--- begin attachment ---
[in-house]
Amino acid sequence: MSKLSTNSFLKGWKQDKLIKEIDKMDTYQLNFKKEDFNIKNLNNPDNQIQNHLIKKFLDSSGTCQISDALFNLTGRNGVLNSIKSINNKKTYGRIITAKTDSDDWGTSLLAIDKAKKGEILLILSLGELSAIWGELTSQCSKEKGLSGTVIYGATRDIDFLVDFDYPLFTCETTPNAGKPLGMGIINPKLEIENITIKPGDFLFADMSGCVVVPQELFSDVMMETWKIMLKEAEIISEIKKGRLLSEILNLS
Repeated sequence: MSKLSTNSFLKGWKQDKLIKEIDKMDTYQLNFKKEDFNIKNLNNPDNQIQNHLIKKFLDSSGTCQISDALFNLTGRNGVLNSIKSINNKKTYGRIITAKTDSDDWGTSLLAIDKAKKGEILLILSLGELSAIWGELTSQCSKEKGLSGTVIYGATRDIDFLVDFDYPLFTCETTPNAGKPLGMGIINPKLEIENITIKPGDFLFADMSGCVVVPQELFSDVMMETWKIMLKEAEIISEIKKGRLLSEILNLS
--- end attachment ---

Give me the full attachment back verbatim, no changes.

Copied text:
[in-house]
Amino acid sequence: MSKLSTNSFLKGWKQDKLIKEIDKMDTYQLNFKKEDFNIKNLNNPDNQIQNHLIKKFLDSSGTCQISDALFNLTGRNGVLNSIKSINNKKTYGRIITAKTDSDDWGTSLLAIDKAKKGEILLILSLGELSAIWGELTSQCSKEKGLSGTVIYGATRDIDFLVDFDYPLFTCETTPNAGKPLGMGIINPKLEIENITIKPGDFLFADMSGCVVVPQELFSDVMMETWKIMLKEAEIISEIKKGRLLSEILNLS
Repeated sequence: MSKLSTNSFLKGWKQDKLIKEIDKMDTYQLNFKKEDFNIKNLNNPDNQIQNHLIKKFLDSSGTCQISDALFNLTGRNGVLNSIKSINNKKTYGRIITAKTDSDDWGTSLLAIDKAKKGEILLILSLGELSAIWGELTSQCSKEKGLSGTVIYGATRDIDFLVDFDYPLFTCETTPNAGKPLGMGIINPKLEIENITIKPGDFLFADMSGCVVVPQELFSDVMMETWKIMLKEAEIISEIKKGRLLSEILNLS